Wouldn’t you know it, UFC 174 marks the debut event for BE Analytics previews and predictions and we’ve got the closest fight card I’ve ever analyzed. This should be interesting. We’ll see how things go tonight but if you read the intro piece earlier this week, you know statistical modeling is dispassionate with an eye on long-term results.
The fight card itself isn’t exactly en fuego, but you never know with MMA. Perhaps we’ll get a diamond in the rough. My Amex sure hopes so. At least we get a real-world test of Mighty Mouse’s pay-per-view pull. It’s a shame more people don’t love the little guys although I’m not gonna lie, MacDonald vs. Woodley is my "Main event of the evening!"
Let’s dive right in. On Monday, I forgot to mention that my analyses of striking focus on the key areas that have been documented to lead to judges’ decisions and knockouts: landing jabs to the head and power shots anywhere. Swinging and missing sometimes helps win judges’ decisions through activity and control of the fighting area, but outside of that the only value is as part of a combination that ultimately lands one of the key strikes. I oftentimes describe the landing of strikes through the interplay of activity and accuracy.
Be sure to review the notes at the end for exact definitions of some of the fight statistics you’ll see. If you think a statistic should be calculated a different way or think something else should be examined, shoot me an e-mail or leave a comment. I’m always looking to make things better.
DJ’s defending the flyweight strap for the fourth time. After pretty much clearing out the top players in the division during his reign and run-up to the title, we’ve got a contender with only three statistically-documented fights – the absolute minimum to be eligible for a prediction. It’d be nice for Bagautinov to have more documented fights in the bag, but that’s life. We’re going with it anyway.
Mighty Mouse may be the fastest UFC fighter, but he isn’t the most active at distance. He throws 23.8 power strikes per five minutes (P5M) compared to 35.9 for an average flyweight, while his head jab numbers are about average. He’s more accurate than Bagautinov in power but less accurate in jabs, probably because of the way he uses jabs to setup power strikes. The flipside of DJ’s lower volume is that his opponents also throw and land less, suggesting DJ’s footwork and distance control play a huge role.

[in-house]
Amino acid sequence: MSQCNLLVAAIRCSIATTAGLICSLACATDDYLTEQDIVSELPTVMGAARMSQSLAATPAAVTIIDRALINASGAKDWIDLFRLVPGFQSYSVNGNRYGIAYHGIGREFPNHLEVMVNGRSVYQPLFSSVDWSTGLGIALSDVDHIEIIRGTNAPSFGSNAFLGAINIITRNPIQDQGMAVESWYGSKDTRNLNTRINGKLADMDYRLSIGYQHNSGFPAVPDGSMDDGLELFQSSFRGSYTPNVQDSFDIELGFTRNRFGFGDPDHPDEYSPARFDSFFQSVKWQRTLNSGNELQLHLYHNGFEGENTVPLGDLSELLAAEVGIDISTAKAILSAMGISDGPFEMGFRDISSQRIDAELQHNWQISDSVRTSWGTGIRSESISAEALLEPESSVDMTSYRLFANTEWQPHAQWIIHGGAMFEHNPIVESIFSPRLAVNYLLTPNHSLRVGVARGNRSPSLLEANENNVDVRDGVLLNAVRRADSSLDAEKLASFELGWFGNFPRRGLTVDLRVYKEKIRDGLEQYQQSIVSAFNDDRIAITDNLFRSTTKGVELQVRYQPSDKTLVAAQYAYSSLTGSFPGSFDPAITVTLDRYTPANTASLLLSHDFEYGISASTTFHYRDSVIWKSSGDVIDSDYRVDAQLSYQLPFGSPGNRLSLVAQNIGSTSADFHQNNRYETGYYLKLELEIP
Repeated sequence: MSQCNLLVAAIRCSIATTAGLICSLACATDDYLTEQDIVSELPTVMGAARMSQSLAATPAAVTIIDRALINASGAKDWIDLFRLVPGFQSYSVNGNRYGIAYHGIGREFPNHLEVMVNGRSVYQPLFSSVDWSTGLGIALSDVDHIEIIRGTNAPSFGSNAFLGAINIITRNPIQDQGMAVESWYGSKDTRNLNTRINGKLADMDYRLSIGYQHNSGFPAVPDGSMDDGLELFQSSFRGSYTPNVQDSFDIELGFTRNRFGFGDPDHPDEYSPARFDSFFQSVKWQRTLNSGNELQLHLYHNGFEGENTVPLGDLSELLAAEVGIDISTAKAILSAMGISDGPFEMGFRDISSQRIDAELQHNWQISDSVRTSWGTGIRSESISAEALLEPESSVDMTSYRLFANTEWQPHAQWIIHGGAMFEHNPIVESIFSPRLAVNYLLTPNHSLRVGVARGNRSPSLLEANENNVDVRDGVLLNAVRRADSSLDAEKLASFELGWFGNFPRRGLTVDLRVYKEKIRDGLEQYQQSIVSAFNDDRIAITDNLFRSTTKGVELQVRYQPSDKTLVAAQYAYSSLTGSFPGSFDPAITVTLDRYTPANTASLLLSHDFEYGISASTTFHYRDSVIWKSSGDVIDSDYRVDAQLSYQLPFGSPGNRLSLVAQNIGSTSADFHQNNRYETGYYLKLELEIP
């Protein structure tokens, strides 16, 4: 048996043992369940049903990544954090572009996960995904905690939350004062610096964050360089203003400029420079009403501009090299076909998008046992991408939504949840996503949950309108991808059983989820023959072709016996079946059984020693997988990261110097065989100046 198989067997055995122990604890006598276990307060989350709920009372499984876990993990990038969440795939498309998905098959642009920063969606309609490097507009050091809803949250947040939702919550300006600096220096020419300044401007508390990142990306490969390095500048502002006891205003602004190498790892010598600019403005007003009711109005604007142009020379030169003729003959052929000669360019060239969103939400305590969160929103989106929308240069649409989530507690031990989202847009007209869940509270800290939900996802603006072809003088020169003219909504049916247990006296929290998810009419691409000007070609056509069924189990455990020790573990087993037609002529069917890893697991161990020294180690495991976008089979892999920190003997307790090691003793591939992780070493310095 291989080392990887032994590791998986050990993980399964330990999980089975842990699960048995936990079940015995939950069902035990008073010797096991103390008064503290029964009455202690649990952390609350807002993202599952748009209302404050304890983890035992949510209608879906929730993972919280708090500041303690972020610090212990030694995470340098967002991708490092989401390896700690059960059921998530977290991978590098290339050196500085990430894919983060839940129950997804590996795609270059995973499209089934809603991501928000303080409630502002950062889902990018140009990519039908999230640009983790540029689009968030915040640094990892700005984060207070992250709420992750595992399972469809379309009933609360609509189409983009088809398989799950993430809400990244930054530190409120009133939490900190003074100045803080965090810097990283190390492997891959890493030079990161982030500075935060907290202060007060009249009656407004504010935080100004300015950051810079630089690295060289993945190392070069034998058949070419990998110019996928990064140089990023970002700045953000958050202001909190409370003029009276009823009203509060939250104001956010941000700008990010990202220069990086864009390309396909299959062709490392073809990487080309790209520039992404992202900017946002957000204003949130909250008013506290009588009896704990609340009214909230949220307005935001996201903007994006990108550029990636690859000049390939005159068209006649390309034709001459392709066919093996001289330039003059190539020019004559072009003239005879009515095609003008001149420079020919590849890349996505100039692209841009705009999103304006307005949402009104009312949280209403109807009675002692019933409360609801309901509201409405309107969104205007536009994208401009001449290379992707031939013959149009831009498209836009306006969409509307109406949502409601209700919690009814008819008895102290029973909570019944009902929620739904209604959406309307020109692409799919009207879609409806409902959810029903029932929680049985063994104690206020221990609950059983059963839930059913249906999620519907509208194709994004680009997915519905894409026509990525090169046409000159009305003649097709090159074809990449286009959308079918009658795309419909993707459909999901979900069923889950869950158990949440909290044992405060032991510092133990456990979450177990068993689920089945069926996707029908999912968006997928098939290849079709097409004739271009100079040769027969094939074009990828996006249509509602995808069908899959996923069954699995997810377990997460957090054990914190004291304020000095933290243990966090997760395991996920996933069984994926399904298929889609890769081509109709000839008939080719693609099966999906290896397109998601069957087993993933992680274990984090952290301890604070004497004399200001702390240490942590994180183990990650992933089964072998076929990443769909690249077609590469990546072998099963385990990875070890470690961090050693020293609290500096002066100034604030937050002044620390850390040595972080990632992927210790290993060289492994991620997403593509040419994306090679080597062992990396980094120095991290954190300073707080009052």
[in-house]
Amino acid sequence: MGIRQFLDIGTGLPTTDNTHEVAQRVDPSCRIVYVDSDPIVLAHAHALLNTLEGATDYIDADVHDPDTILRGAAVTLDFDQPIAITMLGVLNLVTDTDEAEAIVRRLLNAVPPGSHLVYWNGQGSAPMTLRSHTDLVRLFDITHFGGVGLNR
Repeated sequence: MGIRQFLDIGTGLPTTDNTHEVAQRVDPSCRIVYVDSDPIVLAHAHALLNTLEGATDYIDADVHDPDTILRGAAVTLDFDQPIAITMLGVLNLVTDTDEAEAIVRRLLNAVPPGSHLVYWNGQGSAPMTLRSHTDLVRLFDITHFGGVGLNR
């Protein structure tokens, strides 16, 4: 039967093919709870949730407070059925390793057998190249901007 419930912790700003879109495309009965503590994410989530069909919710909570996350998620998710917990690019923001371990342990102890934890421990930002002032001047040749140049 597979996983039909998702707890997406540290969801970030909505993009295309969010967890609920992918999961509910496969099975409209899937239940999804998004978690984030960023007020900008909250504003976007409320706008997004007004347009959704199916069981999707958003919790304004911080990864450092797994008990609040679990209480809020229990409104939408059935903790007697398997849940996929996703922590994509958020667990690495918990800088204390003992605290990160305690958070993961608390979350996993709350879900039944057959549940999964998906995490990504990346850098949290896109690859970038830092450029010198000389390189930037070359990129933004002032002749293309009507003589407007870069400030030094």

DJ’s defense at distance has been outstanding, particularly in dodging the most important blow – a power shot to the head. His opponents only land 14% of these shots, but the exact same stat holds for Bagautinov as well. On offense, Bagautinov throws bombs with 35.8 power shots P5M to only 5.9 head jabs. He effectively lands his jabs while whiffing a bit more than usual on power shots.
DJ has the edge dishing out damage while Bagautinov has twice the knockdown rate of an average flyweight and four times that of DJ, but neither fighter has ever been damaged or knocked down.
Interesting Stat: In 25 minutes of fight time at distance, Bagautinov has attempted exactly one power leg strike. DJ is twice as active as the average featherweight in takedown attempts at distance and he lands 50 percent more frequently. So while not attacking the legs may make Bagautinov more predictable, it also may help negate some of DJ’s distance takedown attempts.
As mentioned in the staff picks by my illustrious colleague, Patrick, the clinch and control game is where things could get interesting. At distance, DJ’s takedown defense and Bagautinov’s takedown offense are both about average. Things definitely change in the clinch. DJ’s spent about 20 percent of his fight time in the clinch, 1/3 of that time in control, 1/3 being controlled and 1/3 off the fence. On the other hand, Bagautinov has control 70 percent of the time he’s in the clinch and has been pressed against the cage for only one percent. DJ’s clinch takedown defense is better than average for both upper body and lower body takedowns. Bagautinov, however, has never missed a clinch takedown, going 5-for-5.
To date, neither has been submitted. When on top on the ground, DJ hasn’t been very active at all (10.7 power strikes P5M) while Bagautinov goes to town (33.8 power strikes P5M). But the real issue on the ground is who ends up with control and if the guy on bottom can standup or reverse. DJ stands up at a rate of 3.7 P5M compared to Bagautinov’s 2.5. However, fighters standup on DJ at 4.7 P5M compared to 3.4 for Bagautinov. DJ’s about average at sweeps while Bagautinov has never reversed position.
I wouldn’t call this the classic striker versus grappler matchup but maybe it’s striker-grapple-ish versus grappler-power-ish. Or maybe the whole thing’s just "ish." The model's giving an ever so slight edge to Bags skills but you might as well flip a coin.
Prediction: Ali Bagautinov by a whisker at 53.4%.